Black Mirror is a thrilling sci-fi TV series that originated in the UK. After Netflix purchased the program in 2015, it became a phenomenon in the US – multiplying its popularity, increasing its episode count, and receiving eight Emmy nominations.
Each episode tells its own unique, suspenseful story about the potential consequences of technology in our culture. For example, one episode dives into the use of social media and how it skews our perception of ourselves and others. Another imagines a world with memory implants that allow you to play back your daily experiences like a movie (ultimately leading to dark consequences).
Black Mirror gets its name from the reflection a person sees in a screen when they turn off a piece of technology. The show itself acts as a dark mirror – depicting a warped view of where technology could lead us all.
As Black Mirror creator, Charlie Brooker explains, “if technology is a drug – and it does feel like a drug – then what, precisely, are the side effects? This area – between delight and discomfort – is where Black Mirror is set.”
Choosing Your Own Fate
Black Mirror’s latest production, Bandersnatch, is much different than its previous releases. Bandersnatch is a standalone, interactive film that requires the viewer to choose the actions of the main character in order to dictate the outcome of the story. This choose-your-own-adventure film is the only one of its kind. It took two years to produce since it required 312 minutes of footage to account for the different paths a viewer might choose.
While Netflix has offered other interactive films, they’ve traditionally been tailored to children. Therefore, Black Mirror: Bandersnatch is the first Netflix production that allows adult viewers to watch, interact, and decide the fate of their own Black Mirror story.
Bandersnatch tells the story of Stefan, a young video game developer. He’s on a quest to complete a choose-your-own-adventure game called Bandersnatch. Viewers are asked to make major plot decisions throughout the film – dictating the fate of Stefan’s game and the end of the story. When a critical scene in the plot is reached, the viewer is asked which decision they would like to make. Viewers simply click their remote or touch their screen to make their selection, advancing them forward in the movie.
Bandersnatch is an immersive experience that allows the viewer to shape their own version of reality. If this type of interactive series takes off, Netflix could gather more than just user data – they’d be able to better understand their audience’s decision-making process. Not only could this help Netflix curate new content, it could leave room for them to collect richer information about their audiences.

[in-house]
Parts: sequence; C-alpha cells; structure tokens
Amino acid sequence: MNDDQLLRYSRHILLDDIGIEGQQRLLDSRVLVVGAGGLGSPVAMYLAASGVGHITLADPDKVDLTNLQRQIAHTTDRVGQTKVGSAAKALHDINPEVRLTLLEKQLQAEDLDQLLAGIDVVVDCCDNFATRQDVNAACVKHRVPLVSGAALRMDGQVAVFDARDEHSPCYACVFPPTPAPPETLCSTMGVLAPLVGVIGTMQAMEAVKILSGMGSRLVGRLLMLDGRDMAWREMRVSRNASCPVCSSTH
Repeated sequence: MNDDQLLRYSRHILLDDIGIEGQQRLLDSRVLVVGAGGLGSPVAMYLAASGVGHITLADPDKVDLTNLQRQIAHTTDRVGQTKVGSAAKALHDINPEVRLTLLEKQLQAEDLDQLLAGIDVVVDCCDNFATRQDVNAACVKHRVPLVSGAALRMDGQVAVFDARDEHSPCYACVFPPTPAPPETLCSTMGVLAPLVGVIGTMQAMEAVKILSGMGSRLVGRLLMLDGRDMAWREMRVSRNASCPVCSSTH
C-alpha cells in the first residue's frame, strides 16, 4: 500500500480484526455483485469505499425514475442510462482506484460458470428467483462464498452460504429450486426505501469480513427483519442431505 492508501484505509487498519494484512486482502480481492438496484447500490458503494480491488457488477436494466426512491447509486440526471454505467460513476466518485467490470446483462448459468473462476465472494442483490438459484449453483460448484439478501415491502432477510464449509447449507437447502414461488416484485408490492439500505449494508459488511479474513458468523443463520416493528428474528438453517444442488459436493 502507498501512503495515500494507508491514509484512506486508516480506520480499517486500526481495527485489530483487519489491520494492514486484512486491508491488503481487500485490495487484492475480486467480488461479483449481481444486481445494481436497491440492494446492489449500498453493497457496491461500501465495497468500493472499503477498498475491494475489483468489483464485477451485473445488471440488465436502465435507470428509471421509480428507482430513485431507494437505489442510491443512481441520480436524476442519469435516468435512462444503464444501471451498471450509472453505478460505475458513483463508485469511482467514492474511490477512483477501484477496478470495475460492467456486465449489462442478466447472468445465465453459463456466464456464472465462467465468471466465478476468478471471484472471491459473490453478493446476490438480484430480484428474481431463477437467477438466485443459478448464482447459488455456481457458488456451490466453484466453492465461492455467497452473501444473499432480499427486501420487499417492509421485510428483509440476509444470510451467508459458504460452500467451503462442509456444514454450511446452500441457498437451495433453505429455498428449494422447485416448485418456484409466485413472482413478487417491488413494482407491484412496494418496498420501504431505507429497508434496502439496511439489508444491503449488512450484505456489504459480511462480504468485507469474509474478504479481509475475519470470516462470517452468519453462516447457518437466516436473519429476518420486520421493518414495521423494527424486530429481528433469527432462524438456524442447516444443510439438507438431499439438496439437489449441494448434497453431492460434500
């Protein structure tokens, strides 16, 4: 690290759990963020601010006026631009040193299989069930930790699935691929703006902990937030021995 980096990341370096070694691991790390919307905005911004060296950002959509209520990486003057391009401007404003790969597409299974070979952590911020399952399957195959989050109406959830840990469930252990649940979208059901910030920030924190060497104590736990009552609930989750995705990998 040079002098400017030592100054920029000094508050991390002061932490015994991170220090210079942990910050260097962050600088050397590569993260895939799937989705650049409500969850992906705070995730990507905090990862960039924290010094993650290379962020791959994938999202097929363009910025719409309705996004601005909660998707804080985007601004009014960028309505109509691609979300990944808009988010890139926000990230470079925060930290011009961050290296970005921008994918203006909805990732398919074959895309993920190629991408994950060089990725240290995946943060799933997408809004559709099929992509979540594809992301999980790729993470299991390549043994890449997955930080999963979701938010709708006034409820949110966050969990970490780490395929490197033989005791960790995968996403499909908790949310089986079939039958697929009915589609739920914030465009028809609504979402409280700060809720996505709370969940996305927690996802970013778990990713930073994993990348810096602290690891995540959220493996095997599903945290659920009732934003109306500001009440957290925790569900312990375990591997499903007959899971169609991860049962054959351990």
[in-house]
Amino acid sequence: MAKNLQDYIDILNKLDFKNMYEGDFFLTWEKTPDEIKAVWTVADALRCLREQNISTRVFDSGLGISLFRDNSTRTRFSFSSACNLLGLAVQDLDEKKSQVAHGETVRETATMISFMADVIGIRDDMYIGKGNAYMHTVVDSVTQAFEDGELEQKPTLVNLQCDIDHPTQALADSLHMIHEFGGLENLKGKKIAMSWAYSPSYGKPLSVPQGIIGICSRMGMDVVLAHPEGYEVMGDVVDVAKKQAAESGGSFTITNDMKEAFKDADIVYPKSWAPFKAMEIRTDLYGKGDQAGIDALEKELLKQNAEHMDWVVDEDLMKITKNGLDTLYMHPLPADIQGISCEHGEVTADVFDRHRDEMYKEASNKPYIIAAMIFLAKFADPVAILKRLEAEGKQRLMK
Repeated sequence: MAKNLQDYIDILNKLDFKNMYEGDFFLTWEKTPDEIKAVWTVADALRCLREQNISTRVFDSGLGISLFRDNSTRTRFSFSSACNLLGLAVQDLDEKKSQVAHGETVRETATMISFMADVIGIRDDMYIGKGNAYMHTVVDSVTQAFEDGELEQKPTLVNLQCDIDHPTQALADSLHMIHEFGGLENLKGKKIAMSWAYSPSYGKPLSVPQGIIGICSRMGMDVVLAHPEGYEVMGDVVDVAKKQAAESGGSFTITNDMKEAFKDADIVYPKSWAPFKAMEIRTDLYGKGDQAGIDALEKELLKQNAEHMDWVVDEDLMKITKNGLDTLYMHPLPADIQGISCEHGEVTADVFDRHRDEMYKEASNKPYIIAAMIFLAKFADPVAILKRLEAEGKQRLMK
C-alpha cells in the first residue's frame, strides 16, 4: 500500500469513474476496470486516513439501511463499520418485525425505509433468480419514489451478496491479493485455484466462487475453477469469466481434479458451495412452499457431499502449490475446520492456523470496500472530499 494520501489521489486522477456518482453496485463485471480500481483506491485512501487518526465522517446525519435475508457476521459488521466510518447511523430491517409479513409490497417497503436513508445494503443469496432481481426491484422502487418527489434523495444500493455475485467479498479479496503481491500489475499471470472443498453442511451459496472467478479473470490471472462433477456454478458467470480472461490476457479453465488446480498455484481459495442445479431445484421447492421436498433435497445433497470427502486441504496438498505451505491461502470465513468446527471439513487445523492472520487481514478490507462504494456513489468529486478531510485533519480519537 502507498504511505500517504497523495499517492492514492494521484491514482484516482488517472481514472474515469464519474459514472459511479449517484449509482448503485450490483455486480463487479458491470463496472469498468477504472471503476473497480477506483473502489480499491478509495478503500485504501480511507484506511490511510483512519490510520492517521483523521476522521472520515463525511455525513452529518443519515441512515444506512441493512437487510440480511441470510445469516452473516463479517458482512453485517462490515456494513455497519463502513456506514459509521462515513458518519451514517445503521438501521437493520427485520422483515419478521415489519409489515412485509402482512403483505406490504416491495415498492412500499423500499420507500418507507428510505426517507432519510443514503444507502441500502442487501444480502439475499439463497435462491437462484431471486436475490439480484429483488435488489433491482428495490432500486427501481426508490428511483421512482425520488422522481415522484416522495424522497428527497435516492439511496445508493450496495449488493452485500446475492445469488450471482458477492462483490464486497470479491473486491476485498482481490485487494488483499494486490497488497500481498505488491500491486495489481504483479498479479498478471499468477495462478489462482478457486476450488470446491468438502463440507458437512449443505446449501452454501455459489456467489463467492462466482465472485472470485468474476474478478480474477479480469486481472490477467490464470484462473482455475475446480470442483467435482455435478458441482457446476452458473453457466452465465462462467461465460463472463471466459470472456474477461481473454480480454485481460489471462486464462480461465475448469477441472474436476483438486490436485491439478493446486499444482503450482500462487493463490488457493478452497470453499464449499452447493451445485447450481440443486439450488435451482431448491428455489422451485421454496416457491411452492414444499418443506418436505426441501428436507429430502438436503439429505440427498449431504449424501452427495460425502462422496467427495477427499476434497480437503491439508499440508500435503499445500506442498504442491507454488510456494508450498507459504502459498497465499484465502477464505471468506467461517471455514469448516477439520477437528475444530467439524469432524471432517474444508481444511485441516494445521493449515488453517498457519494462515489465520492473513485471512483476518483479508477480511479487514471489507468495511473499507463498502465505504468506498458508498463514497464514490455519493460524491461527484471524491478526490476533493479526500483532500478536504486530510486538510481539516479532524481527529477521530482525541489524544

A Tech-Infused Future
Black Mirror: Bandersnatch is offering viewers a peek into the future of interactive technology. From voice-controlled devices to virtual shopping, interactive experiences are becoming more and more prevalent in our culture. Alexa is getting smarter, VR is getting more realistic, and cars are driving themselves.
While technological advancements are often welcomed by our culture, there are many dangers that coincide with them. That’s what Black Mirror aims to point out. We’re consumed by technology, but we often don’t think about the weaknesses or unsettling truths that may accompany it.
Black Mirror makes us stop and think about those costs. For example, what would happen if you became so accustomed to interacting through a screen, that regular social situations became intimidating? Or if Alexa recorded a private conversation between you and your spouse?
Dark, Dangerous Implications
As technology becomes more pervasive, the margin of opportunity for negative consequences widens. But this doesn’t mean that technology should be given up or even restricted; it simply requires us to be mindful as a culture.
We can work to ensure proper safeguards are put in place to prevent technology from causing negative repercussions in the future. By limiting screen time for both ourselves and our children, taking time to disconnect, and assessing which smart devices comply with our needs rather than desires, we can ensure a tech-healthy culture.